In today’s economy, it is difficult to support children based on one income. Therefore, it is important to file for child support. The process may seem complicated and daunting. Here is a quick guide to child support payments and how they work.
However, if you feel overwhelmed by the whole thing, seek help from an advice lawyer or check your area for a free family law office. They are amazing at helping individuals fill out the necessary paperwork without need of a lawyer.
Here is a Quick Guide to Child Support Payments – What is considered a Hardship, Who Pays, and what happens in the event of Refusal?
Filing for Child Support
The enforcement and calculation of child support is handled by the courts or related agencies. A judge will order reasonable child support payments based on what the non-custodial guardian makes as well as the needs of the child.
As long as there are no communication or legal issues between the parents, lawyers are not necessary for this process. One parent can file the papers with the court to get the process started.
Who Pays Support?
Both parents have a duty towards their children so one parent will make the child support payments and the other will use the money to help with the children’s expenses.
Usually, the one who does not have day-to-day custody of the child will pay the support. Any marital or personal issues between parents does not affect child support – the only thing that matters is being responsible for the child.
Child support is not contingent on visitation rights. A parent may not have any parental or visitation rights and is still required by the courts to pay child support. In other words, parents do not pay to see their children. For this reason, child support is often monitored through an enforcement agency and not a judge.
As the parents, you do not get to choose how much is paid – this is calculated by the courts based on the income of the paying parent. Scheduling of payments can be written into the court documents but leniency can be given if circumstances cause a slight delay in payment.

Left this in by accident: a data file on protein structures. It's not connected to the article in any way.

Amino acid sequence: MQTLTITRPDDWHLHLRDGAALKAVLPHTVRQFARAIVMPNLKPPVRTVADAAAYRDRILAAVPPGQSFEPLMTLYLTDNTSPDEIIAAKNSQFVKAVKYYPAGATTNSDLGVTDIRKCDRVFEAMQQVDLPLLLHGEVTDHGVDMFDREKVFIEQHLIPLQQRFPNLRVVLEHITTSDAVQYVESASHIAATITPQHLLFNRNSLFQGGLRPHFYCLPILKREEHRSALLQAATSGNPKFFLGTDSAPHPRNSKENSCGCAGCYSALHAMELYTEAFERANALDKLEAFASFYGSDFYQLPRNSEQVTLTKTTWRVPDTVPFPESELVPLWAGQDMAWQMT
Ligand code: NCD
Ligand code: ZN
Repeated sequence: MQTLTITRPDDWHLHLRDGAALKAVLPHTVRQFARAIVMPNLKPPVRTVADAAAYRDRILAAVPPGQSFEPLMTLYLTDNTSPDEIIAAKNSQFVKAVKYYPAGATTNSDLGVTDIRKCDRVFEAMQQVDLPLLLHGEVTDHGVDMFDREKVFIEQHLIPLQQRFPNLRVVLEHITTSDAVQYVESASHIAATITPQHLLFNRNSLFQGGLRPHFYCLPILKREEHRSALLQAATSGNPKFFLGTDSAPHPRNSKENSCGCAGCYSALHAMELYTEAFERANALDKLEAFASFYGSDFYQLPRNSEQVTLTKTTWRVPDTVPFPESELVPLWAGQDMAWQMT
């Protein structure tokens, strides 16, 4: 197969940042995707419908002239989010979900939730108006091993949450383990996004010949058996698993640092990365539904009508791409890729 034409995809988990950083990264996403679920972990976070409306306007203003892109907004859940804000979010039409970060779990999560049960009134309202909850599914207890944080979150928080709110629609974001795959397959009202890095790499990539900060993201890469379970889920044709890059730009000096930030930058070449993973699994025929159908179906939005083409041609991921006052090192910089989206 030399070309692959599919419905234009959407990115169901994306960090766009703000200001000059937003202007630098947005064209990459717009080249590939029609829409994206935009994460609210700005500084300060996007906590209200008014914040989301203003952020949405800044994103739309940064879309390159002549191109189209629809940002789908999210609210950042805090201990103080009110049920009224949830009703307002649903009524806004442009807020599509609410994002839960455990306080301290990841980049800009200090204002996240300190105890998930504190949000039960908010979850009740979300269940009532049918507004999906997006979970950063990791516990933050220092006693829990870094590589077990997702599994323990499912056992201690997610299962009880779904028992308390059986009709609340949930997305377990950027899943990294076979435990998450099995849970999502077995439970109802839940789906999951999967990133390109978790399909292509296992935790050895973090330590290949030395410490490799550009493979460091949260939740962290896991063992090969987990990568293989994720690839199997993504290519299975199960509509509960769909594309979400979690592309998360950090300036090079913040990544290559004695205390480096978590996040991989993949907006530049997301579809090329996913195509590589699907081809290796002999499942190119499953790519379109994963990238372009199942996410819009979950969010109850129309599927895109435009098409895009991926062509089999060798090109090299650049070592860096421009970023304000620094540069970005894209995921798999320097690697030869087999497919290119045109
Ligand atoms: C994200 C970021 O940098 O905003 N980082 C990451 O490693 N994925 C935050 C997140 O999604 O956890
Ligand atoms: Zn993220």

Child support ceases as soon as the child turns 18 years of age unless state or province law specifies that support payments continue while the child is attending a post-secondary school.
Refusal to Pay Child Support
Refusing to pay child support is a crime that can be prosecuted. Because child support, and the paying of, are court ordered and refusing to do so is in contempt of an order of the court.
However, verify with state or provincial law what the specific penalties of non-payment are. It is rare for a non-paying parent to face incarceration. In most cases, the government can garnish wages, tax returns and even seize driver’s licenses if payments are not made.
As the paying parent, it is your responsibility to update the courts with any change in information such as address and place of employment. If you are the receiver of child support payments, you have the right to contact the courts or enforcement agency to report non-payments.
The Realities of Child Support Payments
I’m going to speak from experience here – and feel free to leave your own experiences in the comments!
I am a single mother that has received very little in the form of child support payments. I have dealt with the enforcement agency but their processes take time. For instance, seizure of a driver’s license involves a lengthy time of non-payment. Even then, a single “promise” payment is enough to alleviate the seizure of the license.
Another issue I’ve faced is having wages garnished, since the paying parent would leave a job before the enforcement agency could track him and his information down.
My point is that, depending on the other parent, you may have to avoid depending on a child support payment to live. If you are facing a situation similar to mine, it is best to budget your money and live within your means in order to take care of your child.